The nucleus was postulated as small and dense to account for the scattering of alphaparticles from thin gold foil, as observed in a series of experiments performed under Rutherford’s direction in 1910–11 (see Figure). The diagram shows a simplified plan of his gold foil experiment. Aradioactive source capable of emitting alpha particles (i.e., positively charged particles more than 7,000 times as massive as electrons) was enclosed within a protective lead shield.
[The RutherfordModel of the Nuclear Atom]
Considering the results of Geiger and Marsden's experiment and the failure of Thomson's atomic model, E. Rutherford (UK, 1871 - 1937) proposed a model in which theelectric charge +Ze in an atom is not distributed over the whole area of the atom but concentrates in a small area (1911).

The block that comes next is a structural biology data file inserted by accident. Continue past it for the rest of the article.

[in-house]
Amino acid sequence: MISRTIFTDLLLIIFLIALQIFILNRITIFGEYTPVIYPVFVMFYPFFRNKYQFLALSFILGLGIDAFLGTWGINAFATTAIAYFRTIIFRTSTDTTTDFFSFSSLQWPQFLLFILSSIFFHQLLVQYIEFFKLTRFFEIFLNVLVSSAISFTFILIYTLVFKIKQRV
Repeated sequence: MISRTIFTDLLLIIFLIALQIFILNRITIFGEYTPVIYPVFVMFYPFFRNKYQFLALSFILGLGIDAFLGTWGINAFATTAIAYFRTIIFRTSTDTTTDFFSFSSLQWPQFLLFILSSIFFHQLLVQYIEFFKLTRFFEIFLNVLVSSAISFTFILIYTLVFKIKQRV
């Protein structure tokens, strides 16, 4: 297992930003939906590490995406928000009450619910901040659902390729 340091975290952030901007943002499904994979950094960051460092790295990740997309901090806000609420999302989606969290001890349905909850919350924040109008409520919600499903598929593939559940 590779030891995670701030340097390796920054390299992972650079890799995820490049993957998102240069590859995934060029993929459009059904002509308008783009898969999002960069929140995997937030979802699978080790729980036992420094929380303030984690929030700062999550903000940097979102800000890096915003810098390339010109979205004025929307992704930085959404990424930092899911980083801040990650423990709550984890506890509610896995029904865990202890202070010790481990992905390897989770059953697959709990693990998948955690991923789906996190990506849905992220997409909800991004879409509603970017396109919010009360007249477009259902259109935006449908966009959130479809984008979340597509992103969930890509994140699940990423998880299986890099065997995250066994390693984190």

He thought as follows: The charge +Ze is localized to be acluster or a group and the alpha particle is scattered by Coulomb's repulsive force, (C. A. de Coulomb: France, 1736 - 1806). Namely, his idea is that the large-angle scattering of the alphaparticle is brought about by a single scattering due to Coulomb's repulsive force between the charge of the alpha particle, +2e, and that of the cluster, +Ze. The cluster is called atomicnucleus or simply nucleus. Rutherford's atomic model is often called Rutherford model or sometimes Rutherford model of the nuclear atom.
A schematic image of the Rutherford model is shown in...